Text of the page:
Outside conservative preservationists have warned that altering Cabrillo Bridge could risk federal support for the park as a whole, which may or may not be true but absolutely warrants careful examination. Likewise, any other proposed changes that would threaten the legal or financial footing of the park must be given particularly careful scrutiny. Ultimately though, the ideal lies both between both of these perspectives and stretches well beyond. It means that accepting that a bypass added to Cabrillo Bridge does not inherently detract from anyone’s understanding of, appreciation for, or conversations about our shared San Diego history. That preservation exclusively for its own sake purposely ignores the inescapable dynamism of living — especially together.
Ultimately, the two primary sides of this debate lay bare the unconventional lines that define the issue of development and community. On the one hand, preservationists occupy the most hyper-conservative (with a small c) ground, insisting on sameness for the sake of sameness. In the same doesn’t want a major boost in customers, apparently preferring its vacancies), and shunting all eastbound Park traffic either through downtown or Hillcrest — both of which are already gridlocked for hours a day. The aspiration to draw park patrons via public transportation is an admirable one, but there’s no suggestion of how this would be accomplished., preservationists espouse a pro-public transit de-emphasizing of cars in the function of Balboa Park, then turn around and lobby for the continuation of free parking. Of course people would prefer that free things remain free, but this is essentially an argument in favor of perpetuating a car-centric transportation model. Calls to make Cabrillo Bridge pedestrian-only doesn’t account for the ancillary problems with such a limited approach: no parking capacity increase in Bankers Hill (for some reason, Bankers Hill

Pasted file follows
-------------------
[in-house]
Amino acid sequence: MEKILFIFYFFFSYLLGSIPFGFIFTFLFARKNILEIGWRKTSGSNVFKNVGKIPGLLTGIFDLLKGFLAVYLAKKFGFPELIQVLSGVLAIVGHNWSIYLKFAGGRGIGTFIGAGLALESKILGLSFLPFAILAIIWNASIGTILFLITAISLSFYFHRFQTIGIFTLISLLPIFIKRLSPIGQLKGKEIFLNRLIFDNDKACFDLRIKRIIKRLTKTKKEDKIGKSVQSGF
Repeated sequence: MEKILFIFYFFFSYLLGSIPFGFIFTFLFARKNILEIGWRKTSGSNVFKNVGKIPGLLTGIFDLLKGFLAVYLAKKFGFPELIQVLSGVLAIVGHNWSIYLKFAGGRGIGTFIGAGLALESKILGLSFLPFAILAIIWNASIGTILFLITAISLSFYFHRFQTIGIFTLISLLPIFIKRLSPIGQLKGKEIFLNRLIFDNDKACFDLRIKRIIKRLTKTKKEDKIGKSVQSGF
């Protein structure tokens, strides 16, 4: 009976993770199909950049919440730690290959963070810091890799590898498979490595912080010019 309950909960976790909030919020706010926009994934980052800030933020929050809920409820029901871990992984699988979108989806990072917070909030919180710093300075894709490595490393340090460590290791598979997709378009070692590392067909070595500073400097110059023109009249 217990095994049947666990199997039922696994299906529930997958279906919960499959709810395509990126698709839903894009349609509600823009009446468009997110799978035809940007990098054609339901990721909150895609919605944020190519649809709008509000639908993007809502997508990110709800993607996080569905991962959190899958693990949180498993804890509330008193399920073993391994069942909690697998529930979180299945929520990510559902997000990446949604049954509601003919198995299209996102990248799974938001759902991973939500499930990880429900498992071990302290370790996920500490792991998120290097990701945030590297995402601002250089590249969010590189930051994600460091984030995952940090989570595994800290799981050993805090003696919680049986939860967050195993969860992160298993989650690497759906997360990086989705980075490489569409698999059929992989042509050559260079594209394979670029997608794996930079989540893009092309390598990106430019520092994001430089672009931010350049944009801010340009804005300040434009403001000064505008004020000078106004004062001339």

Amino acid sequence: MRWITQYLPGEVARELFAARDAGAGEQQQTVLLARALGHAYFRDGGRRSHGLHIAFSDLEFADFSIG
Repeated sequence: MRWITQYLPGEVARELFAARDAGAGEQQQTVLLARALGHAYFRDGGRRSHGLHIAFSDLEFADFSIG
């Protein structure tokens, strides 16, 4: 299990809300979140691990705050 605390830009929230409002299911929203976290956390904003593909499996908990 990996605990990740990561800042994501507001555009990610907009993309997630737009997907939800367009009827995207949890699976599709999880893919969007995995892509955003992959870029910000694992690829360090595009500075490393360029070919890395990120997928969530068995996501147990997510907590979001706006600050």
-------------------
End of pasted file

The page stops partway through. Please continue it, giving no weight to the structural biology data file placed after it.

This incomplete solution extends to the existing Jacobs plan. Like preservationists, the Jacobs plan struggles to reconcile the demands of the current car-centric reality of San Diego and the aspiration to integrate non-car spaces and access. It would be both unrealistic and inappropriate to expect plans to update the park to include larger plans to improve and expand public transportation access and integration into the surrounding neighborhoods, but that doesn’t mean the update plans shouldn’t take these issues into consideration. More than an isolated one-off project, the Jacobs-driven project could serve as a catalyst to drive other regional improvements if it more consciously designed to do so.
This means understanding that maintaining a flow of cars through the park does not solve the essential failing of the current design but rather maintains Balboa Park as a car-centric destination. Cabrillo Bridge could absolutely be closed off to be pedestrian-only, but it only fulfills its promise if it’s coupled with spurred investment in Bankers Hill- both in terms of access and commercial offerings. It means that whatever comes of the bridge, any change to the western approach to the park should be made with an eye towards creating a more accessible shot from the waterfront, Old Town, and Mission Bay.
It means that if significant public money is going to be invested in revamping and expanding parking on the south side of the park, it should be designed overtly with an eye towards a major eventual extension of public transportation up the Park Blvd corridor. It means that trams are fantastic, particularly if they run not just between parking lots and the center of the park, but also into Hillcrest, North Park, Golden Hill, South Park, and Downtown to mitigate the lack of direct connections between those communities and the park. Not only does it bring residents closer to the park, it brings tourists closer to the businesses around the park.
The realities of what there is money and political will to create cannot be overlooked, and will eventually do more than anything to shape the final outcome. But skipping past the fundamental goals and eventual aspirations is the easiest way to lose track altogether of why everyone came together in the first place. To connect, to remember, to inspire; to contextualize, to inform, to enjoy. We won’t get there piecemeal.